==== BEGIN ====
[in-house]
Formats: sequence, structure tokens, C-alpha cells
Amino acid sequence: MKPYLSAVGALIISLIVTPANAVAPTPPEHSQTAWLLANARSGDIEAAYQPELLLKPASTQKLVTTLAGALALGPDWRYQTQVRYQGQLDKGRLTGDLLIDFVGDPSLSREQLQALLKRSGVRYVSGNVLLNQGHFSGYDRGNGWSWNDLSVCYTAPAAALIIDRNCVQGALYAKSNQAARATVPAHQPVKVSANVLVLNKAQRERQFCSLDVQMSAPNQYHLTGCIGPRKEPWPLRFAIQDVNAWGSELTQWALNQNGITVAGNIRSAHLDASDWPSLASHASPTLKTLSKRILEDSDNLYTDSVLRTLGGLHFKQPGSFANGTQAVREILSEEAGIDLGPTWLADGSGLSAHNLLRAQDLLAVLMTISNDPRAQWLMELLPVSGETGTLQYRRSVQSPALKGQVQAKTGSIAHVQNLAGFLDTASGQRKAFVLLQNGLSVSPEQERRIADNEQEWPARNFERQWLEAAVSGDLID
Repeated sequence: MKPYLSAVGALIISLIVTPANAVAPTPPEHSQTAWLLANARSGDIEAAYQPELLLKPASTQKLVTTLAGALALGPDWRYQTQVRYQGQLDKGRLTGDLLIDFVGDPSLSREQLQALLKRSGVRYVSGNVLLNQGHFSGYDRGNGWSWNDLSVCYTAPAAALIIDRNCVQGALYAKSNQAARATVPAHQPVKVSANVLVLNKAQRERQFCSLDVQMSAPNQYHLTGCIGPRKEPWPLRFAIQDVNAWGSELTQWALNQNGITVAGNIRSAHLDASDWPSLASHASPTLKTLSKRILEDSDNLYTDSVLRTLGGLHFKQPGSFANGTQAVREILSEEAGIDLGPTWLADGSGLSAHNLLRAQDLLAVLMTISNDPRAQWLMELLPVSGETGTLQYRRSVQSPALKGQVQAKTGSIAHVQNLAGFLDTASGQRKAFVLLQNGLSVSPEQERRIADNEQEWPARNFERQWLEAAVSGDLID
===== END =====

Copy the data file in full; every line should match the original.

[in-house]
Formats: sequence, structure tokens, C-alpha cells
Amino acid sequence: MKPYLSAVGALIISLIVTPANAVAPTPPEHSQTAWLLANARSGDIEAAYQPELLLKPASTQKLVTTLAGALALGPDWRYQTQVRYQGQLDKGRLTGDLLIDFVGDPSLSREQLQALLKRSGVRYVSGNVLLNQGHFSGYDRGNGWSWNDLSVCYTAPAAALIIDRNCVQGALYAKSNQAARATVPAHQPVKVSANVLVLNKAQRERQFCSLDVQMSAPNQYHLTGCIGPRKEPWPLRFAIQDVNAWGSELTQWALNQNGITVAGNIRSAHLDASDWPSLASHASPTLKTLSKRILEDSDNLYTDSVLRTLGGLHFKQPGSFANGTQAVREILSEEAGIDLGPTWLADGSGLSAHNLLRAQDLLAVLMTISNDPRAQWLMELLPVSGETGTLQYRRSVQSPALKGQVQAKTGSIAHVQNLAGFLDTASGQRKAFVLLQNGLSVSPEQERRIADNEQEWPARNFERQWLEAAVSGDLID
Repeated sequence: MKPYLSAVGALIISLIVTPANAVAPTPPEHSQTAWLLANARSGDIEAAYQPELLLKPASTQKLVTTLAGALALGPDWRYQTQVRYQGQLDKGRLTGDLLIDFVGDPSLSREQLQALLKRSGVRYVSGNVLLNQGHFSGYDRGNGWSWNDLSVCYTAPAAALIIDRNCVQGALYAKSNQAARATVPAHQPVKVSANVLVLNKAQRERQFCSLDVQMSAPNQYHLTGCIGPRKEPWPLRFAIQDVNAWGSELTQWALNQNGITVAGNIRSAHLDASDWPSLASHASPTLKTLSKRILEDSDNLYTDSVLRTLGGLHFKQPGSFANGTQAVREILSEEAGIDLGPTWLADGSGLSAHNLLRAQDLLAVLMTISNDPRAQWLMELLPVSGETGTLQYRRSVQSPALKGQVQAKTGSIAHVQNLAGFLDTASGQRKAFVLLQNGLSVSPEQERRIADNEQEWPARNFERQWLEAAVSGDLID